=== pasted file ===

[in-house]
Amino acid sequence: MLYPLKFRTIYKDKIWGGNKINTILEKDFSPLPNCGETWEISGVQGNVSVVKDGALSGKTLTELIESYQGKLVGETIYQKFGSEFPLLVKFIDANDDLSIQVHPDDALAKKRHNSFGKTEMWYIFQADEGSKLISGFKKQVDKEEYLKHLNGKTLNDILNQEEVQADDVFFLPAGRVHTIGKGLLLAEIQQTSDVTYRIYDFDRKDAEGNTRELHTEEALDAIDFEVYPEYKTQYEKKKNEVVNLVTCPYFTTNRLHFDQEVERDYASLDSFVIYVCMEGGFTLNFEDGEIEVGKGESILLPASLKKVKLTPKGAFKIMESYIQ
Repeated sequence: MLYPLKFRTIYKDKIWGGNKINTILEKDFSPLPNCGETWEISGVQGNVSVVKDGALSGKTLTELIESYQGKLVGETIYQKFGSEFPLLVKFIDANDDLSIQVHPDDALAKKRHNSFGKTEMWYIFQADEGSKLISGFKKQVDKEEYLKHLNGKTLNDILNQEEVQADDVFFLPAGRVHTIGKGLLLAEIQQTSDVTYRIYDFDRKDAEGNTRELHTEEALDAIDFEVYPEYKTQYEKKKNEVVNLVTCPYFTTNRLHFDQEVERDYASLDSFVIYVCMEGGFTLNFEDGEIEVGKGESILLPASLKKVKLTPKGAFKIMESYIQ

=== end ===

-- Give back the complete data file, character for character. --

[in-house]
Amino acid sequence: MLYPLKFRTIYKDKIWGGNKINTILEKDFSPLPNCGETWEISGVQGNVSVVKDGALSGKTLTELIESYQGKLVGETIYQKFGSEFPLLVKFIDANDDLSIQVHPDDALAKKRHNSFGKTEMWYIFQADEGSKLISGFKKQVDKEEYLKHLNGKTLNDILNQEEVQADDVFFLPAGRVHTIGKGLLLAEIQQTSDVTYRIYDFDRKDAEGNTRELHTEEALDAIDFEVYPEYKTQYEKKKNEVVNLVTCPYFTTNRLHFDQEVERDYASLDSFVIYVCMEGGFTLNFEDGEIEVGKGESILLPASLKKVKLTPKGAFKIMESYIQ
Repeated sequence: MLYPLKFRTIYKDKIWGGNKINTILEKDFSPLPNCGETWEISGVQGNVSVVKDGALSGKTLTELIESYQGKLVGETIYQKFGSEFPLLVKFIDANDDLSIQVHPDDALAKKRHNSFGKTEMWYIFQADEGSKLISGFKKQVDKEEYLKHLNGKTLNDILNQEEVQADDVFFLPAGRVHTIGKGLLLAEIQQTSDVTYRIYDFDRKDAEGNTRELHTEEALDAIDFEVYPEYKTQYEKKKNEVVNLVTCPYFTTNRLHFDQEVERDYASLDSFVIYVCMEGGFTLNFEDGEIEVGKGESILLPASLKKVKLTPKGAFKIMESYIQ